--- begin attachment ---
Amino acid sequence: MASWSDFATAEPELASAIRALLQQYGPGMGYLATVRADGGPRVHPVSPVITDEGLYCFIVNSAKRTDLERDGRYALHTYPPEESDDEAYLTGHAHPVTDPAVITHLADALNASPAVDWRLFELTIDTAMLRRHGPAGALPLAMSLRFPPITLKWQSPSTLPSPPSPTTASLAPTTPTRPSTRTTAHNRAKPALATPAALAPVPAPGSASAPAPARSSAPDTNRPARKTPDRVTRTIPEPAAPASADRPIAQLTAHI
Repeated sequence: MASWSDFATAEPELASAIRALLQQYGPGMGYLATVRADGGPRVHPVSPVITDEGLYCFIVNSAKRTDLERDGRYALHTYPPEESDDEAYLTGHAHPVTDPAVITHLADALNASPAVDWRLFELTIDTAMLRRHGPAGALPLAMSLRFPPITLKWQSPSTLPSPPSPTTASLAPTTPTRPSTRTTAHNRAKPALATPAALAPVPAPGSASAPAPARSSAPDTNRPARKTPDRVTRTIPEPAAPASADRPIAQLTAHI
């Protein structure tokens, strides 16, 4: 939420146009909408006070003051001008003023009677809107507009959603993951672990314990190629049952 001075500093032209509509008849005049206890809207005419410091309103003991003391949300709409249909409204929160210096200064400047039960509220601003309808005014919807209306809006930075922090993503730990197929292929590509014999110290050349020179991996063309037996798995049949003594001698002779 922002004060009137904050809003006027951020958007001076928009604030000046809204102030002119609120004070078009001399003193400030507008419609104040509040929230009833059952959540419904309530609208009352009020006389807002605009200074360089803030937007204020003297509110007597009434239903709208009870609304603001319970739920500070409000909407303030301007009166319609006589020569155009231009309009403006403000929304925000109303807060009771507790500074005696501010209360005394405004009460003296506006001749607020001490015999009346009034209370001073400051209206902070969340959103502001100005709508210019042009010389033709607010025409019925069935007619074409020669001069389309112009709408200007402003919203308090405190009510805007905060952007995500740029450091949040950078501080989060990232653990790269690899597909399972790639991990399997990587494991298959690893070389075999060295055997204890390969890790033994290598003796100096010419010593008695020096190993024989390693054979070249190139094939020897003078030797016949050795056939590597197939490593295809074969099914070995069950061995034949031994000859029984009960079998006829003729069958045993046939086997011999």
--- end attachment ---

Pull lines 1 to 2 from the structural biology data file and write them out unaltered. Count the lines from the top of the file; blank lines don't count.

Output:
Amino acid sequence: MASWSDFATAEPELASAIRALLQQYGPGMGYLATVRADGGPRVHPVSPVITDEGLYCFIVNSAKRTDLERDGRYALHTYPPEESDDEAYLTGHAHPVTDPAVITHLADALNASPAVDWRLFELTIDTAMLRRHGPAGALPLAMSLRFPPITLKWQSPSTLPSPPSPTTASLAPTTPTRPSTRTTAHNRAKPALATPAALAPVPAPGSASAPAPARSSAPDTNRPARKTPDRVTRTIPEPAAPASADRPIAQLTAHI
Repeated sequence: MASWSDFATAEPELASAIRALLQQYGPGMGYLATVRADGGPRVHPVSPVITDEGLYCFIVNSAKRTDLERDGRYALHTYPPEESDDEAYLTGHAHPVTDPAVITHLADALNASPAVDWRLFELTIDTAMLRRHGPAGALPLAMSLRFPPITLKWQSPSTLPSPPSPTTASLAPTTPTRPSTRTTAHNRAKPALATPAALAPVPAPGSASAPAPARSSAPDTNRPARKTPDRVTRTIPEPAAPASADRPIAQLTAHI